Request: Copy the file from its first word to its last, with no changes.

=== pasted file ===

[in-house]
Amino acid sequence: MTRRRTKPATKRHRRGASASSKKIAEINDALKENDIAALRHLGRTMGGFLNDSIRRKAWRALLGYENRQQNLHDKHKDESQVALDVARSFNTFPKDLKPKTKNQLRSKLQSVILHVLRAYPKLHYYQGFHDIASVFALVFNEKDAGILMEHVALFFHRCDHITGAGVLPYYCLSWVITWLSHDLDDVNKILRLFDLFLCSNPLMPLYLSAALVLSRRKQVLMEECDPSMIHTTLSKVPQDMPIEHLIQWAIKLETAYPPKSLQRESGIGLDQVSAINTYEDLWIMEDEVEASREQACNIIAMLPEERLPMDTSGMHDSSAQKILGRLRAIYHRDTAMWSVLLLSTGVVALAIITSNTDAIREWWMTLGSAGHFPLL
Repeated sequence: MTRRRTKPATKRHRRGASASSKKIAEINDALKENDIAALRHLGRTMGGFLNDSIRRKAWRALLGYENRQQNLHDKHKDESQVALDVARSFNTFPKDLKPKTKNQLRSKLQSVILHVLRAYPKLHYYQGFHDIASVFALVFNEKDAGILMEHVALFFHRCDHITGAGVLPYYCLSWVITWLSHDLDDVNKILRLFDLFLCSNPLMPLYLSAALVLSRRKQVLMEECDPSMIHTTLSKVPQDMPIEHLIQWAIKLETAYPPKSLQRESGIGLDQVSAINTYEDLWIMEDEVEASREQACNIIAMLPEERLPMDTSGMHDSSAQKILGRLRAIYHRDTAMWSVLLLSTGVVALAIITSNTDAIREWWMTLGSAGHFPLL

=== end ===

[in-house]
Amino acid sequence: MTRRRTKPATKRHRRGASASSKKIAEINDALKENDIAALRHLGRTMGGFLNDSIRRKAWRALLGYENRQQNLHDKHKDESQVALDVARSFNTFPKDLKPKTKNQLRSKLQSVILHVLRAYPKLHYYQGFHDIASVFALVFNEKDAGILMEHVALFFHRCDHITGAGVLPYYCLSWVITWLSHDLDDVNKILRLFDLFLCSNPLMPLYLSAALVLSRRKQVLMEECDPSMIHTTLSKVPQDMPIEHLIQWAIKLETAYPPKSLQRESGIGLDQVSAINTYEDLWIMEDEVEASREQACNIIAMLPEERLPMDTSGMHDSSAQKILGRLRAIYHRDTAMWSVLLLSTGVVALAIITSNTDAIREWWMTLGSAGHFPLL
Repeated sequence: MTRRRTKPATKRHRRGASASSKKIAEINDALKENDIAALRHLGRTMGGFLNDSIRRKAWRALLGYENRQQNLHDKHKDESQVALDVARSFNTFPKDLKPKTKNQLRSKLQSVILHVLRAYPKLHYYQGFHDIASVFALVFNEKDAGILMEHVALFFHRCDHITGAGVLPYYCLSWVITWLSHDLDDVNKILRLFDLFLCSNPLMPLYLSAALVLSRRKQVLMEECDPSMIHTTLSKVPQDMPIEHLIQWAIKLETAYPPKSLQRESGIGLDQVSAINTYEDLWIMEDEVEASREQACNIIAMLPEERLPMDTSGMHDSSAQKILGRLRAIYHRDTAMWSVLLLSTGVVALAIITSNTDAIREWWMTLGSAGHFPLL